Matt D'Agostini was acquired from the Canadiens for Aaron Palushaj last season. (Photo by Graig Abel/NHLI via Getty Images)
With 10 points in his past 10 games, St. Louis right winger Matt D’Agostini has caught the eye of many poolies. But will the run, or a reasonable facsimile of the run, last? That’s the million-dollar question.
The 24-year-old is enjoying a productive rebound campaign after suffering from the sophomore jinx in 2009-10. That season, which saw him struggle with a minus-15 rating, various healthy scratches and a trade to a new team, is one to forget. This year he looks good for 20 goals and 50 points. But much of his success is due to the fact T. J. Oshie, Andy McDonald and David Perron are injured and out of the lineup. That’s an entire second line on most teams. If you remove the second line on any team, there is bound to be a young third-liner who surprises.
D’Agostini reminds me of Toronto’s Clarke MacArthur: a strong producer at other levels, but a streaky producer in the NHL. I had MacArthur pegged as a career 45- to 50-point third-liner with the potential to have a couple of good 60-point campaigns in the right environment. Well, MacArthur has certainly found that environment with the Leafs. Has D’Agostini found his?
It will be interesting to see what his role is with the Blues once Oshie returns from his broken ankle (should be very soon). Will D’Agostini’s ice time take a hit? His power play time? If he’s still going strong after Oshie returns, he could very well breach the 55-point barrier. But those first three games after Oshie is back in the lineup will be key.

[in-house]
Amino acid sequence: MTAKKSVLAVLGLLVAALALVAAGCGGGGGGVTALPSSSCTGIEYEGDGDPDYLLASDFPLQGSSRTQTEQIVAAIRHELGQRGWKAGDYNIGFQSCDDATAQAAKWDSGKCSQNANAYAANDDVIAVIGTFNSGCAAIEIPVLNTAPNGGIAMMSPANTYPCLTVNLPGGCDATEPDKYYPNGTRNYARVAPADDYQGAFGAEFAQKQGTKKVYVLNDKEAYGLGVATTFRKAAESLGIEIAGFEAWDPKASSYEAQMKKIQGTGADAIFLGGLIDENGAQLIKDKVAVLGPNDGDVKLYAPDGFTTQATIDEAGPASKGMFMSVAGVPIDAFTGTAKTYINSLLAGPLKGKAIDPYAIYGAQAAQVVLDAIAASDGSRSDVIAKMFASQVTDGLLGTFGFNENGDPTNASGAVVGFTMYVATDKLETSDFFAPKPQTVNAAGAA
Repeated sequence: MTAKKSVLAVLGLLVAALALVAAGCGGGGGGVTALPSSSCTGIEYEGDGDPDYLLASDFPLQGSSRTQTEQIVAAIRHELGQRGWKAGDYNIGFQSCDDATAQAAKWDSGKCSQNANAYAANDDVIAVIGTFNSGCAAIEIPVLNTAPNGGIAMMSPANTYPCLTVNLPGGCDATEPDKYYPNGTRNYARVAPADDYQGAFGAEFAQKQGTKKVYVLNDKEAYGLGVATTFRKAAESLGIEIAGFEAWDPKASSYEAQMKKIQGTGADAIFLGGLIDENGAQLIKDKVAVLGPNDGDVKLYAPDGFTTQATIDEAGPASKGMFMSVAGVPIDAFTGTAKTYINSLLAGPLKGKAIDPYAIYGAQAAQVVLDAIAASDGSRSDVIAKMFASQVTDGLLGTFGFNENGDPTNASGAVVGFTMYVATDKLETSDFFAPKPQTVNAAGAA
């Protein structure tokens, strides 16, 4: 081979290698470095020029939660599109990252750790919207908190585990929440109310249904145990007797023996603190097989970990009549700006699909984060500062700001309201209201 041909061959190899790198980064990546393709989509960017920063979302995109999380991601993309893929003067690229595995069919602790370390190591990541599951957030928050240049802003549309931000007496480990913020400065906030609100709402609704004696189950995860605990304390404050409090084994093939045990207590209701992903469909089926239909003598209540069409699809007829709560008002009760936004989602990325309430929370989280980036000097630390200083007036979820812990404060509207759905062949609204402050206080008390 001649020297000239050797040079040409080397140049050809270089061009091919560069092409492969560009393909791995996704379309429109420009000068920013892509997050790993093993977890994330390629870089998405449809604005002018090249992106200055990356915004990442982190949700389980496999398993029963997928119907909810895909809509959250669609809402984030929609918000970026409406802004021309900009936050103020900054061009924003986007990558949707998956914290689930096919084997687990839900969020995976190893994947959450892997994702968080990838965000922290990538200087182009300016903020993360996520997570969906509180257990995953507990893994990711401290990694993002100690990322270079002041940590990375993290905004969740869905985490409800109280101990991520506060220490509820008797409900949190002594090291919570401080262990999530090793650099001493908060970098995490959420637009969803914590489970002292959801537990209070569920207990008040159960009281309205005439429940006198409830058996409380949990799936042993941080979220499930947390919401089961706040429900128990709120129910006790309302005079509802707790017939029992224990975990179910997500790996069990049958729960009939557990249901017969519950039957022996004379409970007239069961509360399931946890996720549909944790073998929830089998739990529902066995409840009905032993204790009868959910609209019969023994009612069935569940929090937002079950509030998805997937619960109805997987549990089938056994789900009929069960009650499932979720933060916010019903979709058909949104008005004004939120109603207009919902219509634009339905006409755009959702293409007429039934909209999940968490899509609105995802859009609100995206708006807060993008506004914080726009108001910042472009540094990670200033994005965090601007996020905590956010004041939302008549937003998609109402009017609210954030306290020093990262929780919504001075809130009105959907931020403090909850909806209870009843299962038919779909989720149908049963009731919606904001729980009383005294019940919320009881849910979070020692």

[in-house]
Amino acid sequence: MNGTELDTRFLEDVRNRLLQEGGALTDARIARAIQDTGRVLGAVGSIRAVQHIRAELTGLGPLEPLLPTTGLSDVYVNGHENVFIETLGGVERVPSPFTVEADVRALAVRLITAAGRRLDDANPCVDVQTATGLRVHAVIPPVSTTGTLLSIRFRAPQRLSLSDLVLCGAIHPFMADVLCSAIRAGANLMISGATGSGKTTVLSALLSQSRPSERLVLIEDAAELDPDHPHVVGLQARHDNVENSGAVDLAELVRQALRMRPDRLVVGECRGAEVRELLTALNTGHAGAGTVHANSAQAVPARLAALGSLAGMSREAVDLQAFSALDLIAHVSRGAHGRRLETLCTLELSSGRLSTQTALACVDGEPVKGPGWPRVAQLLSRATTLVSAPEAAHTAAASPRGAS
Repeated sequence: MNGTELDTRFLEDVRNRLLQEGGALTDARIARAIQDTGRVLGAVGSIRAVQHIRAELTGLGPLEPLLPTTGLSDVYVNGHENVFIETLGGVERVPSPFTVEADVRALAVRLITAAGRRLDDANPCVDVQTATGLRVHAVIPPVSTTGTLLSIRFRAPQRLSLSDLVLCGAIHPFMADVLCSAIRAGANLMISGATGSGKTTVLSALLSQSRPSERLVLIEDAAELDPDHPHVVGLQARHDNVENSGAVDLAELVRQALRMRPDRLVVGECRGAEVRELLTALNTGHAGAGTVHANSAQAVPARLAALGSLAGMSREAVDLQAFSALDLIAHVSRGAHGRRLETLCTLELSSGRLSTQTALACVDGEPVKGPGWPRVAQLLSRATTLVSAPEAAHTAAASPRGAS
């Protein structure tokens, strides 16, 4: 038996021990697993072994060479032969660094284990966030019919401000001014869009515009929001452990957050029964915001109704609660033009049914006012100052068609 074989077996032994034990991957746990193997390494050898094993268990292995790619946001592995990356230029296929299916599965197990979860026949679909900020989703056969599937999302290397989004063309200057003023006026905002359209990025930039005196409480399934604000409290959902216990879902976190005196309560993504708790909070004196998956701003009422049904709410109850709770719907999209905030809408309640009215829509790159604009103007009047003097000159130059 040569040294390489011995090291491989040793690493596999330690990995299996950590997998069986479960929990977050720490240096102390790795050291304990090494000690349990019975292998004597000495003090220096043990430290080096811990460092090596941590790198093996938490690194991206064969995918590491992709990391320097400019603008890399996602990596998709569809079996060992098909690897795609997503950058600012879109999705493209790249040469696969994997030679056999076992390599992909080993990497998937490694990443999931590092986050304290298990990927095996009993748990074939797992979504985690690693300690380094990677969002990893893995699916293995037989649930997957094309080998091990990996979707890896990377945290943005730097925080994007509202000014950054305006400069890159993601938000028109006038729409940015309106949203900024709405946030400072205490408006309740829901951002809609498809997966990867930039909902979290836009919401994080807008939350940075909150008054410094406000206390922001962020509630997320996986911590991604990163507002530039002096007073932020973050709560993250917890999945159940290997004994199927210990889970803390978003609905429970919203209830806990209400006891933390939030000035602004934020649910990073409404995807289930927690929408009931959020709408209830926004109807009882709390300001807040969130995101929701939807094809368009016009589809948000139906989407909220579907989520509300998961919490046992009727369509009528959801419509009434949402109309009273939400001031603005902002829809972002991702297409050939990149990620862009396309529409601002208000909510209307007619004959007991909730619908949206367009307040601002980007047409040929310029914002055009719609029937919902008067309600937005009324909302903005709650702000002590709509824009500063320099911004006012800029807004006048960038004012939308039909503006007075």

When Jiri Hudler returned to the Red Wings this season, he was expected to be a key part of the second line. After all, in his last season in the NHL he posted a career-high 57 points and then followed that up with a point-per-game effort in the Kontinental League a year ago.
But things haven’t worked out this season for Hudler and he has seen his ice time drop to the point where he was getting scratched on occasion. An injury to Daniel Cleary was supposed to open the door for Hudler. Another injury, this time to Pavel Datsyuk, was to open that door even wider. And it did. But Hudler has yet to walk through it. He had back-to-back two-point efforts in late December, but since then has just three points in seven games. If he doesn’t get rolling by the time Datsyuk and Cleary return, he could find himself Patrick O’Sullivan-ing (http://forecaster.thehockeynews.com/hockeynews/hockey/player-pn.cgi?2805#193869) his way out of the league. Hudler’s fantasy value is at an all-time low right now and no, this is not a “buy low” situation. This is a “steer clear” situation.
How tough are things in Calgary? They’re leaning on their tough guy for offense. Tim Jackman has eight points in his past eight games and in that span he has kept the gloves on. He’s already passed his career high with 13 points. No, I don’t think he’ll keep it up – his ice time is still hovering around nine minutes per game. But if you need penalty minutes and he continues his hot offensive streak, you’ll benefit in a big way.
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Darryl Dobbs’ Fantasy Pool Look is an in-depth presentation of player trends, injuries and much more as it pertains to rotisserie pool leagues. Get the edge in your league - check out the latest scoop every Tuesday and Saturday. Also, get the top 300 roto-player rankings on the first of every month in THN’s Fantasy section.
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